Scientists find link between estrogen metabolism pathway and breast cancer risk
Scientists at the Genome Institute of Singapore (GIS), a biomedical research institute of the Agency for Science, Technology and Research (A*STAR), and the Karolinska Institutet, Sweden, recently discovered that DNA polymorphisms related to the production of estrogen play an important role in the development of hormone-sensitive breast and endometrial cancer. The knowledge gained may help develop better measures for the prevention and treatment of breast cancer.
This study is the most comprehensive genetic research of the estrogen metabolism pathway involving 7577 participants from Sweden and Finland. It is able to overcome many limitations of previous studies which usually investigated a limited number of single nucleotide polymorphisms (SNPs ) within some candidate genes through single SNP analysis, often in a moderate number of study subjects, leading to inconsistent results across different studies.
Led by GIS Executive Director Prof Edison Liu, GIS Senior Group Leader Dr Liu Jianjun and Prof Per Hall, Medical Director of the Karolinska Institutet, the finding was published in PLoS Genetics on July 1, 2010.
"Previous studies have typically looked at single genes and have produced inconsistent results. Genes work together in complex networks. By using a systematic approach to interrogate the network of genes that affects hormonal exposure and hence risk of breast and endometrial cancers, we found a small group of genes which works together to affect cancer risk," said first author, Dr Low Yen Ling. "The results of this study has moved us one step closer to understanding the common pathways which are involved in the development of breast cancer and endometrial cancer." Dr Low, who was involved in this research while she was at the GIS, is currently a Clinical Scientist at the Abbott Asia-Pacific Nutrition Research & Development Center.
Similarly, Prof Edison Liu said, "This research raises the possibility of having a test using multiple genetic markers that, when added together, can give an estimate of risk for the most common forms of breast cancer. Previously such genetic risk determination was limited to rare forms of breast cancer. It was the combination of the markers rather than single markers, and our integration of the knowledge of the estrogen metabolism pathways that made the difference."
Director of the NUS-GIS Centre for Molecular Epidemiology, Prof Chia Kee Seng added, "This study is the result of a very strong collaboration between the Genome Institute of Singapore and the Karolinska Institutet. Swedish and Finnish samples were analysed at GIS and the subsequent joint analyses resulted in a deeper understanding of the complex genetic mechanisms of hormone metabolism and how this leads to breast and endometrial cancer."
In this study, several hundreds of SNPs were analyzed in a large clinical sample consisting of 7577 participants from Sweden and Finland. The SNPs were analyzed in groups that were categorized according to their potential biochemical functions in the production of estrogen, and the accumulative effect of multiple SNPs within a group on breast cancer development was tested. The scientists found a positive association of breast cancer risk with the DNA variation of the genes involved in the production of estrogen, including the CYP19A1 gene that produce aromatase enzyme.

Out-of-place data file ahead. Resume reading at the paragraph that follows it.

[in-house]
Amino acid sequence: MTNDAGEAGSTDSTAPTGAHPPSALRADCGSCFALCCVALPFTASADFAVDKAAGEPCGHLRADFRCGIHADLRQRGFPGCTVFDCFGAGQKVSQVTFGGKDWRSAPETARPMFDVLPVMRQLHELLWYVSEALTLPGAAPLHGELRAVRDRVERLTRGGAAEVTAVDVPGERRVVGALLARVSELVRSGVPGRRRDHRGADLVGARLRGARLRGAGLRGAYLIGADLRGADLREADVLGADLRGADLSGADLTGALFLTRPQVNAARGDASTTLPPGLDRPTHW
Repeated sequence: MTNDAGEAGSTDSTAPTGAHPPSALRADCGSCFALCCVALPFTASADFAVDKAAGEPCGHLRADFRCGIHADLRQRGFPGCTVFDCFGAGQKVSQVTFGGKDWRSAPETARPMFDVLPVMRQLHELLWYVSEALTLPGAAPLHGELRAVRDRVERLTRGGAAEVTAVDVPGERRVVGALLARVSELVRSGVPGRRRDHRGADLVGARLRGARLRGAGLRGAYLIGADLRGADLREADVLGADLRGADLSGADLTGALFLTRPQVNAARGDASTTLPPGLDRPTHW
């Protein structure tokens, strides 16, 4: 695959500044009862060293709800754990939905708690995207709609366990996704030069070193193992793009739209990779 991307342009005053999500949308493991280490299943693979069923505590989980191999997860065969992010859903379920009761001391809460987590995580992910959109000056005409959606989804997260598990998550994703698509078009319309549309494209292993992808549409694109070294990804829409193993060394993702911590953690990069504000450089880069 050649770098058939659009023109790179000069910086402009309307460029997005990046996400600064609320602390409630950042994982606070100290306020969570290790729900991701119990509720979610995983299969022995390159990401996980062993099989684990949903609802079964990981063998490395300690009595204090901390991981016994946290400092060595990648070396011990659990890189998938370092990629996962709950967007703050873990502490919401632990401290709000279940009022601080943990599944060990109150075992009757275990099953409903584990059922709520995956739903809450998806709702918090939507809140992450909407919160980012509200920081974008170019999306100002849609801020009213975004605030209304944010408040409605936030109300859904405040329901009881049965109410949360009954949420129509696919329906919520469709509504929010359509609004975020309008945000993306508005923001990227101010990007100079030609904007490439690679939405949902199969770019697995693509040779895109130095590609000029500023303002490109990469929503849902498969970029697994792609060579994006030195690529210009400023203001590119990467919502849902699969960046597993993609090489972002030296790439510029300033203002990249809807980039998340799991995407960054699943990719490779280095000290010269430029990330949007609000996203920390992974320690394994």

"Aromatase (coded by CYP19A1) is used to produce estrogen from androgen in postmenopausal women. As estrogen exposure is the most important risk factor for breast cancer, inhibiting aromatase activity and thus lowering estrogen production has been commonly used to treat breast cancer in postmenopausal women," said Dr Liu Jianjun. "The current study advanced our understanding of aromatase by demonstrating that the modulation of aromatase activity by either DNA variation or pharmacological agents can both influence the development of estrogen-sensitive tumour in postmenopausal women. The convergence of genetic and pharmacological effects of CYP19A1 also suggested that other genes involved in the production of estrogen from androgen can act as potential therapeutic targets for treating breast cancer. In addition, the finding of this study raises the possibility that breast cancer can be prevented by blocking the production of estrogen through the use of an aromatase inhibitor."
Prof Per Hall added, "The findings published in PLoS Genetics are truly exciting and reassuring. Given the central role of estrogen in the carcinogenesis of breast cancer, researchers have for decades tried to link genetic variation in the estrogen metabolizing pathway to the risk of breast cancer. For the first time, we find compelling evidence that there is a strong link between polymorphisms in genes that metabolize estrogen and risk of both breast and endometrial cancer. The fact that polymorphism in the aromatase gene, CYP191A1, influence the susceptibility to breast cancer, strengthen the utility of the well-established aromatase inhibitors as chemoprophylaxis agents for targeted subgroups of women identified to have an increased risk of breast cancer."